Nepali Times
Tee Break
Start ’em young


Just as we realise the need to start interacting with, and educating our children at very young ages, excelling or building a future in sports is best done early in life.

One can see that in Nepal, excelling in team sports has been difficult as infrastructure and training resources are limited. We find that individual sports are where Nepalis achieve worldwide recognition and excellence. A person's will and tenacity can provide the drive to succeed alone, as opposed to having to depend on a whole team and all the back up services and resources that a team needs to excel.

With such a vision, the Sports Council in the 1970s encouraged individual sports such as Tae Kwon Do. The results of this foresight and investment in the future of individual sports are apparent with today's successes. When I was a young golfer, I had plenty of ambition. However, in those days, there were no proper training facilities or competitions that could improve my game. The support I received was mostly from individuals, because going abroad to play in tournaments or training was unaffordable. While there is no point looking back ruefully, the past is a lesson for the future.

Sports rarely develop on a national level with just the support of that sport's fraternity. This is very much the case with golf that receives little recognition and no support from Nepal's sports authorities. For the development of this or any sport, youth must be supported with organised training programs and opportunities.

It is vital to expose more young people to individual sports and encourage them to be future stars by providing training opportunities and facilities. A few months ago, the Royal Nepal Golf Club brought in a renowned regional golf instructor, Ajay Gupta, to teach youngsters, lay the foundations of the sport and to raise the standard of the game. Similarly, with the support of Gokarna Forest Golf Resort & Spa, I, along with other professionals, have been promoting the sport in schools for children between the ages of 10 and 16. These kinds of programs raise awareness about the sport among both the youth and educational institutions. Talented and interested youngsters are given the chance to try their hand at it and perhaps even flourish.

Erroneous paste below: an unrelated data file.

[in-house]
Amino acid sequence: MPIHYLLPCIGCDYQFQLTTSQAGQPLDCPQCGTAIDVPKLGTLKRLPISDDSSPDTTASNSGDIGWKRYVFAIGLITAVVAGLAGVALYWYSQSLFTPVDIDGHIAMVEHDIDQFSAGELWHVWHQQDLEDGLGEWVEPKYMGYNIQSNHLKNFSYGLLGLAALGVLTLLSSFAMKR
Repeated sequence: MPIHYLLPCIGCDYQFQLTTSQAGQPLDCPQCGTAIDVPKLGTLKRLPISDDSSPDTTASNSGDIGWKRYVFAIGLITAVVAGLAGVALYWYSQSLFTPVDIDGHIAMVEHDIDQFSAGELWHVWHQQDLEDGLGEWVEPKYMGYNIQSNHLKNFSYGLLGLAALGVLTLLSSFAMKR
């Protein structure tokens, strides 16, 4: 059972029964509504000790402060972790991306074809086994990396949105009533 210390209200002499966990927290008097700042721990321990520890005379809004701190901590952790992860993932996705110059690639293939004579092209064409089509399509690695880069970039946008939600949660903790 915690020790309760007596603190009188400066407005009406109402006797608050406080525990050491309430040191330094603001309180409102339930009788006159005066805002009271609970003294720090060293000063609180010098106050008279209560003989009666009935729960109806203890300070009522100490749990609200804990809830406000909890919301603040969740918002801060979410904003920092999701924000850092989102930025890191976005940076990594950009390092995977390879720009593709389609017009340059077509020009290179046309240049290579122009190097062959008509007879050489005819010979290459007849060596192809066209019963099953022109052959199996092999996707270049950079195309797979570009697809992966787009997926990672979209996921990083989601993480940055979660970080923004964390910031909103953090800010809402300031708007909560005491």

A future in the sport is quite lucrative. If one has talent and works hard enough, there are a host of opportunities at professional tournaments like the regional Indian PGA tour, the Asian & European PGA tours and the most coveted United Stated PGA Tour with a total prize money in excess of $200 million a year! Golfers from any part of the world can participate in any of these tours. You just have to be good enough to qualify.

Nepali professional golfers playing on the world money tours is not going to happen overnight. It certainly won't be easy for an individual to go it alone. The players need the support of integrated plans from all the golf clubs and sustained commitment. The golf clubs should unite, and through Nepal's Golf governing body, solicit maximum cooperation and help from the Sports Council to promote golf among young Nepalis.

Let us facilitate and encourage educational institutions to participate. Young people should take up this wonderful sport. Nepal can produce champions.

Deepak Acharya is a golf instructor and Head Golf Professional at Gokarna Forest Golf Resort & Spa, Kathmandu.

(11 JAN 2013 - 17 JAN 2013)